Chair Microsystems and Biomedical Engineering
Prof. Dr. Jan Mehner
Phone +49 (0)371 531 24430
Main research topics
The Professorship of Microsystems and Biomedical Engineering is mainly focused on design, experimental characterization and application of micro-electro-mechanical systems (MEMS), additionally applications of sensors and precision engineering in the field of biomedical engineering completing the working field. Innovative techniques are investigated in order to link mechanics, optics, electrical engineering and electronics for highly integrated smart systems.
- Modeling and simulation of physical domains and their interactions
- Experimental characterization and measurement methodologies
- Sensor and actuator development
- Biomedical application
Extended description of Research topics
Micro systems are key components of complex heterogeneous devices such as automotive products, industrial automation and consumer applications. Academic research and education is strongly related to partners from industry and research institutes.
One of the most advanced topics in the field of design is the challenge to establish fast and precise behavioral models for micro systems and nano systems. Parametric reduced order modeling (ROM) technique, Fig. 1, is the most promising approach to this.
|Figure 1: Parametric reduced order modeling.|
The technique was expanded to integrate results from ab-initio atomistic simulations for NEMS. The parametric ROM macromodels capture the complex nonlinear dynamics inherent in N/MEMS due to highly nonlinear electrostatic forces, residual stresses, stress stiffening and supports multiple electrode systems and mechanical contact phenomena. Geometrical nonlinearities, such as stress stiffening, can be taken into account if the modal stiffness is computed from the second derivatives of the strain energy with respect to modal coordinates. The ROM technique based on the mode superposition method is a very efficient technique for fast transient simulation of N/MEMS components in order to export macromodels for external system simulators. This advanced design technique is successfully used for instance for the design of the acoustic emission sensor (vibrational sensor) shown in Fig. 2.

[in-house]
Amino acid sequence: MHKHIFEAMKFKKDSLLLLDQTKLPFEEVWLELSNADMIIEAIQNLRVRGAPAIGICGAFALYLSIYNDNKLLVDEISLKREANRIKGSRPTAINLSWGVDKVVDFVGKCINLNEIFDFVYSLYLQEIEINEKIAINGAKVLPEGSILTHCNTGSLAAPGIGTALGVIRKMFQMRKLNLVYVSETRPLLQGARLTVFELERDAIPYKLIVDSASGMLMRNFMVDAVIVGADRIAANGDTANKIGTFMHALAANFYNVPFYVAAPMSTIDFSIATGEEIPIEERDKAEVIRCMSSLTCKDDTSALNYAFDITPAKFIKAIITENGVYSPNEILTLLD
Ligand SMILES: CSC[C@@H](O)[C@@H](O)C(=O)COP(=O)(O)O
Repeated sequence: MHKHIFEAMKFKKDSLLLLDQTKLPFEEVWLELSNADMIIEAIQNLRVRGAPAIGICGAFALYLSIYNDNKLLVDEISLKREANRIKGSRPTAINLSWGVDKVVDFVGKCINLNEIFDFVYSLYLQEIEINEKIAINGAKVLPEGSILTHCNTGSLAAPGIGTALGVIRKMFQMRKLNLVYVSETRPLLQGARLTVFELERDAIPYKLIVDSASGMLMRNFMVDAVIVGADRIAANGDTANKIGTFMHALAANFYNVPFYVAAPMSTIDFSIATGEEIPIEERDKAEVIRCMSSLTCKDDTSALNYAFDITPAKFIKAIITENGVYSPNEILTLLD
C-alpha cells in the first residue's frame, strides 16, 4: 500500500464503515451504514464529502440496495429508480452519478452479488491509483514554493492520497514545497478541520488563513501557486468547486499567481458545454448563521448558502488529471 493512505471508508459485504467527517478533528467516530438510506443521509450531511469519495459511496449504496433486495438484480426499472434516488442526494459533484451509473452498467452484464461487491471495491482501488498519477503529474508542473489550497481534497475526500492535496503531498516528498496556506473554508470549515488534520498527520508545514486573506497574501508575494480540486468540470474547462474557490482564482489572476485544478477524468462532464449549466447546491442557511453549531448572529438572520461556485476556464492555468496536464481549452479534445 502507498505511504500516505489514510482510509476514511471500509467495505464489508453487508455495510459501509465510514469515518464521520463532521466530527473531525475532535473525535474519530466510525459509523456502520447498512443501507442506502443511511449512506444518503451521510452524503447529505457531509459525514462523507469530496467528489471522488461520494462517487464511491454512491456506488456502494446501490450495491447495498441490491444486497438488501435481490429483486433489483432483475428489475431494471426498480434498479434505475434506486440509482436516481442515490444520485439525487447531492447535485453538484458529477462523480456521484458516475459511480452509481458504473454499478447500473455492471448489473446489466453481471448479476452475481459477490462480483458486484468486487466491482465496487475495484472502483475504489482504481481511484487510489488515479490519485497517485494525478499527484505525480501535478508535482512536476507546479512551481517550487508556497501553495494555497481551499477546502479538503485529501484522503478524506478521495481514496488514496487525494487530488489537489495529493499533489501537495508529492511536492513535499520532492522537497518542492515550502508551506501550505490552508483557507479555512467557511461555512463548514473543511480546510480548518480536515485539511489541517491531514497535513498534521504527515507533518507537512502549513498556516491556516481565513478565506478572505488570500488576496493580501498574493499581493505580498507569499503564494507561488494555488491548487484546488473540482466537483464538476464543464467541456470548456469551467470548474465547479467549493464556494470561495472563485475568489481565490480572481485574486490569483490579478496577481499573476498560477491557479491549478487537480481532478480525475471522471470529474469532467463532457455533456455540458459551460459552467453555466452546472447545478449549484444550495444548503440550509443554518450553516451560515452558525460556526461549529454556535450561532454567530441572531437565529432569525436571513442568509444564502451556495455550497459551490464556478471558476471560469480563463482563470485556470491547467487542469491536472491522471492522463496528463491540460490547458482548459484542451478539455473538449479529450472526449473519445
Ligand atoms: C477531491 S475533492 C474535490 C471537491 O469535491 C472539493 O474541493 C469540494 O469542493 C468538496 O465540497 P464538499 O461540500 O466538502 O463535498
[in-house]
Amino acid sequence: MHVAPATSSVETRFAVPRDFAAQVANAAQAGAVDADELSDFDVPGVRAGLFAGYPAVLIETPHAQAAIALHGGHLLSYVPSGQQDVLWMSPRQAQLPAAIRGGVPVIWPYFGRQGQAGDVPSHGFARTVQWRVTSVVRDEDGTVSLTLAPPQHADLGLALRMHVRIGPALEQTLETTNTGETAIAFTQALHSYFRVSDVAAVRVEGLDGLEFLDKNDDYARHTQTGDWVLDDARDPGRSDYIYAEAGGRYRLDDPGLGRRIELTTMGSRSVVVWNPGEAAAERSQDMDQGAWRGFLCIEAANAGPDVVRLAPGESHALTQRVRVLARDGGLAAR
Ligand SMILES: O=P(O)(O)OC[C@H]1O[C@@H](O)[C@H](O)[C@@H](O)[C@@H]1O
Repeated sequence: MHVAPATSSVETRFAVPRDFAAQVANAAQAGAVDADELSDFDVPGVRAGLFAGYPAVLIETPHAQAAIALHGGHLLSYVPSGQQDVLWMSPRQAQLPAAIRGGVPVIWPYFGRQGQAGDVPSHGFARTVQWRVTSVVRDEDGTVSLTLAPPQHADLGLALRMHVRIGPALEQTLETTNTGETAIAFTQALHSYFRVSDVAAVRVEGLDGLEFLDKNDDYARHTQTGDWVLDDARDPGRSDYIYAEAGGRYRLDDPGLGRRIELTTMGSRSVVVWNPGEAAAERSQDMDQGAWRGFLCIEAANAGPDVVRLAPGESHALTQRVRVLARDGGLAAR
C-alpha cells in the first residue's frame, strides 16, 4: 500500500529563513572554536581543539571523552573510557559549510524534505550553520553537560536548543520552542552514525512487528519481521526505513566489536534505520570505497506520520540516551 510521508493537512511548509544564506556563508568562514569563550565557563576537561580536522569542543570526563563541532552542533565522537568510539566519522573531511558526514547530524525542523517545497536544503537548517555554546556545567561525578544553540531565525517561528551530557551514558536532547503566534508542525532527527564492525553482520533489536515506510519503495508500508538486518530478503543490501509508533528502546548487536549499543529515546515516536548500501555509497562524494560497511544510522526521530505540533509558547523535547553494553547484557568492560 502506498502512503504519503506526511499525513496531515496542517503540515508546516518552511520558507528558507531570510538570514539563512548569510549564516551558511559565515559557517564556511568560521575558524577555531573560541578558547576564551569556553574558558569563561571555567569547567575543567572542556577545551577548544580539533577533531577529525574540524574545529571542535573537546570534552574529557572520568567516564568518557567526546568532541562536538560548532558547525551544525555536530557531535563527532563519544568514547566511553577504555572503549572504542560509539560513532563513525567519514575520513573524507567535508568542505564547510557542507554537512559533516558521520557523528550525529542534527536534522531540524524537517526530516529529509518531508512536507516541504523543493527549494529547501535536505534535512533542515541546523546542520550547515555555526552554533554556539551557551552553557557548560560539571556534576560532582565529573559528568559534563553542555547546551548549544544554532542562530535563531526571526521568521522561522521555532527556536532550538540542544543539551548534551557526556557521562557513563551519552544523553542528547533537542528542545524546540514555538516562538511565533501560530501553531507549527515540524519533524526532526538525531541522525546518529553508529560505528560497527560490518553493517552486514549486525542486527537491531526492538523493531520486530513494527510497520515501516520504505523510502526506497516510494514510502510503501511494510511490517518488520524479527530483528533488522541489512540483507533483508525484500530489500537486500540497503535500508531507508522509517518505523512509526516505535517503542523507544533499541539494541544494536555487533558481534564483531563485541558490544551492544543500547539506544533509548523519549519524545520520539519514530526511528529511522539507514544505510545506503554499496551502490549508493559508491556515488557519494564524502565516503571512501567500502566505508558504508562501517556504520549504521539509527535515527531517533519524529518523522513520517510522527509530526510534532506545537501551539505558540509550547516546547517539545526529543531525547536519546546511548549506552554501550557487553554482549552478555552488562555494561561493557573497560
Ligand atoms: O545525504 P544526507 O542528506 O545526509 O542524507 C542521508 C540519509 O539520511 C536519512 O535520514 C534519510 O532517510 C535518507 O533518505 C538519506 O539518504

|Figure 2: Acoustic emission sensor.||Figure 3: PVM-200 vacuum wafer prober.|
The Professorship of Microsystems and Biomedical Engineering is equipped with a state of the art characterization lab containing an atomic force microscope (AFM), autofocus topography, dynamics measurement system and different types of interferometrical measurement systems. Fig. 3 shows the currently most advanced tool which is a PVM-200 Vacuum Wafer Prober equipped with a Micro System Analyzer MSA 500 enabling dynamic and topographic characterization of MEMS at adjustable vacuum and thermal interference. The MSA uses laser doppler vibrometry with scanning laser beam and stroboscopic illumination for out-of-plane and in-plane motion analysis respectively. White light interferometry allows topographic measurements in vacuum conditions.
One of the current medical related projects is the research on a catheterless pressure measurement method in the bladder. The measurement system consists of an implantable intravesical capsule that measures the pressure for a period of more than 72 hours. The flexible capsule consists of a MEMS pressure sensor, an EEPROM for storing the measured time and pressure data, a microcontroller and a battery based power supply.